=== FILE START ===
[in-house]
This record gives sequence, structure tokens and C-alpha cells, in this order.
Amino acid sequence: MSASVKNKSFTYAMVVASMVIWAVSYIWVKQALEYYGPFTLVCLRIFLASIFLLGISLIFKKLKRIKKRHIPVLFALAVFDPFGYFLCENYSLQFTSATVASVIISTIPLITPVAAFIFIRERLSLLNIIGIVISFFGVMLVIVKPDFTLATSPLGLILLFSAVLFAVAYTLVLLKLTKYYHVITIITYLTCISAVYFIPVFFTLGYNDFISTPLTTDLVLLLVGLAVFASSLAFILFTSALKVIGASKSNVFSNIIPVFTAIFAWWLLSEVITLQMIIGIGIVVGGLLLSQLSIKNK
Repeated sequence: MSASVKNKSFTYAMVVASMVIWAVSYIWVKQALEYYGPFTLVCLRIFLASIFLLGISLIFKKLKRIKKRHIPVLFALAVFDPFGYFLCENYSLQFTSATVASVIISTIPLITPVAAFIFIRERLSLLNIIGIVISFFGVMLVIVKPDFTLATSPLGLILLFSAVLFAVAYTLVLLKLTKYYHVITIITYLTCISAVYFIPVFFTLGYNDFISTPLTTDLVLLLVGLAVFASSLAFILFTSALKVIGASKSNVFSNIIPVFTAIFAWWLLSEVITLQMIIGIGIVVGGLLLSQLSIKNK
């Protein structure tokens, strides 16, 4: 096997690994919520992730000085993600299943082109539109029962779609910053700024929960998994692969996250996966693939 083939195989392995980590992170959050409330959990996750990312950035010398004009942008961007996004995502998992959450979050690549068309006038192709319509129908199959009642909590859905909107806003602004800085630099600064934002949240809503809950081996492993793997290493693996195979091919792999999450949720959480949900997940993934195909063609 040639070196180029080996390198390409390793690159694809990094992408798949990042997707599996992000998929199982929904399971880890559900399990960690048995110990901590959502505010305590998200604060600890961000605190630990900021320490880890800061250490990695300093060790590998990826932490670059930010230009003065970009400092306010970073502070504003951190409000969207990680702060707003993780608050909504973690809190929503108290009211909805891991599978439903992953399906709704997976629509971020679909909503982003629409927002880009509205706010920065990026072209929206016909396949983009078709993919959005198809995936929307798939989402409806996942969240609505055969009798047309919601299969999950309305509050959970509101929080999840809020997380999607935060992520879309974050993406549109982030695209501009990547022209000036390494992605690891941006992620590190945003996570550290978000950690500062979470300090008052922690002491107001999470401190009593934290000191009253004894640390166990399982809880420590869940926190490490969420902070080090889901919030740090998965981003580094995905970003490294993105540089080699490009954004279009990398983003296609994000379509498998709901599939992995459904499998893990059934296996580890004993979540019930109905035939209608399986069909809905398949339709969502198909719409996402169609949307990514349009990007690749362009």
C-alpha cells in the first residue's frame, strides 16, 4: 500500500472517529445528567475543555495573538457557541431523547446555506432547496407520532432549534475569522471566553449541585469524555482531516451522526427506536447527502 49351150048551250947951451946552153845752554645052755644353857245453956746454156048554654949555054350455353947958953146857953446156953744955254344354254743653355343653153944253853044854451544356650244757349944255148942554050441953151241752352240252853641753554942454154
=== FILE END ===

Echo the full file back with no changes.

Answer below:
[in-house]
This record gives sequence, structure tokens and C-alpha cells, in this order.
Amino acid sequence: MSASVKNKSFTYAMVVASMVIWAVSYIWVKQALEYYGPFTLVCLRIFLASIFLLGISLIFKKLKRIKKRHIPVLFALAVFDPFGYFLCENYSLQFTSATVASVIISTIPLITPVAAFIFIRERLSLLNIIGIVISFFGVMLVIVKPDFTLATSPLGLILLFSAVLFAVAYTLVLLKLTKYYHVITIITYLTCISAVYFIPVFFTLGYNDFISTPLTTDLVLLLVGLAVFASSLAFILFTSALKVIGASKSNVFSNIIPVFTAIFAWWLLSEVITLQMIIGIGIVVGGLLLSQLSIKNK
Repeated sequence: MSASVKNKSFTYAMVVASMVIWAVSYIWVKQALEYYGPFTLVCLRIFLASIFLLGISLIFKKLKRIKKRHIPVLFALAVFDPFGYFLCENYSLQFTSATVASVIISTIPLITPVAAFIFIRERLSLLNIIGIVISFFGVMLVIVKPDFTLATSPLGLILLFSAVLFAVAYTLVLLKLTKYYHVITIITYLTCISAVYFIPVFFTLGYNDFISTPLTTDLVLLLVGLAVFASSLAFILFTSALKVIGASKSNVFSNIIPVFTAIFAWWLLSEVITLQMIIGIGIVVGGLLLSQLSIKNK
């Protein structure tokens, strides 16, 4: 096997690994919520992730000085993600299943082109539109029962779609910053700024929960998994692969996250996966693939 083939195989392995980590992170959050409330959990996750990312950035010398004009942008961007996004995502998992959450979050690549068309006038192709319509129908199959009642909590859905909107806003602004800085630099600064934002949240809503809950081996492993793997290493693996195979091919792999999450949720959480949900997940993934195909063609 040639070196180029080996390198390409390793690159694809990094992408798949990042997707599996992000998929199982929904399971880890559900399990960690048995110990901590959502505010305590998200604060600890961000605190630990900021320490880890800061250490990695300093060790590998990826932490670059930010230009003065970009400092306010970073502070504003951190409000969207990680702060707003993780608050909504973690809190929503108290009211909805891991599978439903992953399906709704997976629509971020679909909503982003629409927002880009509205706010920065990026072209929206016909396949983009078709993919959005198809995936929307798939989402409806996942969240609505055969009798047309919601299969999950309305509050959970509101929080999840809020997380999607935060992520879309974050993406549109982030695209501009990547022209000036390494992605690891941006992620590190945003996570550290978000950690500062979470300090008052922690002491107001999470401190009593934290000191009253004894640390166990399982809880420590869940926190490490969420902070080090889901919030740090998965981003580094995905970003490294993105540089080699490009954004279009990398983003296609994000379509498998709901599939992995459904499998893990059934296996580890004993979540019930109905035939209608399986069909809905398949339709969502198909719409996402169609949307990514349009990007690749362009």
C-alpha cells in the first residue's frame, strides 16, 4: 500500500472517529445528567475543555495573538457557541431523547446555506432547496407520532432549534475569522471566553449541585469524555482531516451522526427506536447527502 49351150048551250947951451946552153845752554645052755644353857245453956746454156048554654949555054350455353947958953146857953446156953744955254344354254743653355343653153944253853044854451544356650244757349944255148942554050441953151241752352240252853641753554942454154